Not a lot, actually, but perhaps enough to straighten out some confusion about what it will do for games, including Flight Simulator. In the couple of weeks since we made our new product annoucement there’s been much speculation and, having been surrounded by information on Vista, I neglected to consider that not everyone in the outside world understands as much as I pretent to. 😉
What is Vista? Simple. It’s the next major version of Windows, just like Windows 98 and Windows XP were major versions Vista is a MAJOR version. It’s a new OS, baby!
What do I need to run it? Like current versions of Windows you’ll be able to by a copy and install it on the PC you have. PC manufacturers like Dell, Gateway, Toshiba, etc. will also pre-install it on new PCs. I don’t know if you’ll have a choice of XP or Vista when you order. It used to be you could choose between Windows 2000 and Windows XP on new machines right after XP came out but now pretty much everything is XP.
Why do I want it? Why do you ever want a new OS? Because it provides the foundation for the way you use your computer, including the programs you install. Vista offers a bunch of new features like an improved UI and better security and stability. Probably one of the best things is that security features like limited access user accounts and anti-spyware and anti-phishing technology will come standard. The search capabilty kicks butt if you’ve ever misplaced an email or document file. Plus, the new UI is very cool and is now fully 3D–meaning it’s rendered using 3D APIs just like games are. Finally, running games on Vista will be much better than XP since you’ll have a central place to access your games (including saved games) and for those of you who own other games besides family-friend Flight Sim <g> there is built-in support for parental controls tied directly to the major game rating boards such as ESRB, PEGI and CESA.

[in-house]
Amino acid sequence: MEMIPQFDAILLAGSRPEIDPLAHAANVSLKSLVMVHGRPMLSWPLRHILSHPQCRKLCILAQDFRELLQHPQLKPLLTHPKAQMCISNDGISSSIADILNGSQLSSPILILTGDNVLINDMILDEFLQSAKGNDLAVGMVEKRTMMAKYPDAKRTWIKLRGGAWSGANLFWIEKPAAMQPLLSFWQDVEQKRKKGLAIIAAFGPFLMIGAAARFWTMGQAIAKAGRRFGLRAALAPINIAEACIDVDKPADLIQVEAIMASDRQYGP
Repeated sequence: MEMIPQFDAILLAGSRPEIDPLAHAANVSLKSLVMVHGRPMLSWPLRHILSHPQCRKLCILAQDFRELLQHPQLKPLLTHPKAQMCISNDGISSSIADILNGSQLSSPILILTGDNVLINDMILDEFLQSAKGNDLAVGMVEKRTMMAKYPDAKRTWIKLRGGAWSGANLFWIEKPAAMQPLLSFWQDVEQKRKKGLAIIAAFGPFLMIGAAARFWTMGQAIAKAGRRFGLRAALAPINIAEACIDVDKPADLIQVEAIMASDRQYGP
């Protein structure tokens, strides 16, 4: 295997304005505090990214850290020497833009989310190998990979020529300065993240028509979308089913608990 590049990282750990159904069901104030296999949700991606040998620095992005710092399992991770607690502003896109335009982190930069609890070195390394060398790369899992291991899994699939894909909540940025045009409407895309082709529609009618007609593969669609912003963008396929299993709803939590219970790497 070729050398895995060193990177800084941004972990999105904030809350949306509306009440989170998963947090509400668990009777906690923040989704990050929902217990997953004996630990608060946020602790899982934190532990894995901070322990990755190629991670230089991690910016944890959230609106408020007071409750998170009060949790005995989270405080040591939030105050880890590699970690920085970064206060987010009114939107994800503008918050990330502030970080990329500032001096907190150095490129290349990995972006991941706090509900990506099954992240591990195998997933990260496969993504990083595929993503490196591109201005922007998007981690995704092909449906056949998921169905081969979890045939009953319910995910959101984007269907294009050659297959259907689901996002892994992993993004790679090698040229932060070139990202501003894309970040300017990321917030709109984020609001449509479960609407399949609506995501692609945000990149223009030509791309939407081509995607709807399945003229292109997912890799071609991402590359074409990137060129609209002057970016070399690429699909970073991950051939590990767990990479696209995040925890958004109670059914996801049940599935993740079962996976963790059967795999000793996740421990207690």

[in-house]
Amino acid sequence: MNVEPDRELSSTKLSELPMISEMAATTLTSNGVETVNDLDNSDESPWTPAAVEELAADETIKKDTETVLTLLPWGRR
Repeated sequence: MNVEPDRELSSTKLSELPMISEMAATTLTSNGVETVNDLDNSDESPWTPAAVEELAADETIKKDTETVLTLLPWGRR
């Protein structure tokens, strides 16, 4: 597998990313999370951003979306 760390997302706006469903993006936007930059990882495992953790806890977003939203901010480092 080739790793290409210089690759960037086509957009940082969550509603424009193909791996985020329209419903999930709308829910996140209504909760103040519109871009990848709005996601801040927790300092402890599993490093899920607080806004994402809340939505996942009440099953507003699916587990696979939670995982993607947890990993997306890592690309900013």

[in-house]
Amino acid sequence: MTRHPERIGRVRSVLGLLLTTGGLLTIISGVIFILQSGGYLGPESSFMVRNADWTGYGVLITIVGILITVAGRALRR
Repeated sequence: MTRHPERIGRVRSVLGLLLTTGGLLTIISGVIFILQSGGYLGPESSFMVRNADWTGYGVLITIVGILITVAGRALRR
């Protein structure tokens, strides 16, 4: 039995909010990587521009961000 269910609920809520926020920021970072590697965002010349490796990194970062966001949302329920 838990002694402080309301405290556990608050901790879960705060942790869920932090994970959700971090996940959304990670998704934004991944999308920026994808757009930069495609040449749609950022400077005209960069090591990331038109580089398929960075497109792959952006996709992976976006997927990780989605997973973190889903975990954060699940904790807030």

What’s all this about DirectX10? Hopefully by now you know what DirectX is–a software layer and API to exploit the graphics, audio and other game/entertainment features of your PC. Well, Vista will include the next generation of DirectX–Direct 10 (a.k.a. DX10). The current version is DX9 and it’s available on Windows XP. Vista will support both DX9 and DX10.
Why both? The biggest reason is that DX10 will not work on currently available graphic cards. It’s just changed too much to be compatible–at least that’s my understanding. And since Microsoft wanted you to be able to run Vista on the PC you already own that meant including DX9. In fact, the new user interface is written in DX9. DX10 will be there for programs that make specific calls to it. For a game like Flight Simulator that means first checking the OS and DX versions and then deciding which functions to call.
What’s the big deal with DX10? DX10 is a complete rewrite of DirectX. That in itself is a big deal. The rewrite now treats the 3D graphics system much like the memory or CPU on your computer, meaning the core OS manages things like resource sharing and scheduling. That’s just a fancy way of saying that the stability and robustness of the graphics system will be as good as the core OS. Remember the bad ol’ days of Windows when an application crash might lock up your PC? Windows NT (and subsequently Windows 2000, XP and 2003) fixed that. DX10 will do the same thing for graphics. A crash in the graphics system won’t “blue screen” your PC.
Is that all? No. Not by a long shot. DX10 also promises greater capabilities and performance. One way it will do this is through Shader Model 4.0 (a.k.a. HLSL 4.0). Shaders are special programs that run on the GPU. Until now there was a size limit that caused many costly trips across the system bus to get the job done, slowing things down. Larger shader limits means less trips across the bus and thus better performance. The DX folks estimate you could see an increase of up to 8 times, depending on how shaders are currently used in your programs. The other thing HLSL 4.0 does is get rid of the difference between pixel shaders and vertex shaders, making shader programming a bit simpler. Now there are just shaders. In fact since shaders are basically massively parallel math programs HLSL 4.0 will allow for a lot for general purpose programming on the GPU. (Hint: all you folks clamouring for Flight Sim to support a separate and non-standard physics chip should really be lobbying for us to use the GPU.)
Should I get Vista? Duh. Of course. Not only will the OS be more robust, secure and useful but you’ll be positioned to take advantage of DX10 games when they come out. You won’t get that under XP. Of course you’ll need to upgrade your video card at a minimum, but that seems like a small price to pay for better, faster and shinier games!
Yes, a new version of Windows is coming. Yes, you should be able to run it on the PC you have (provided it’s reasonably new). Yes, you’ll probably want to upgrade your hardware so you can take advantage of DX10, but it’s not essential to run Vista. I hope this helps clear up the confusion. Feel free to comment on this post if things still aren’t clear.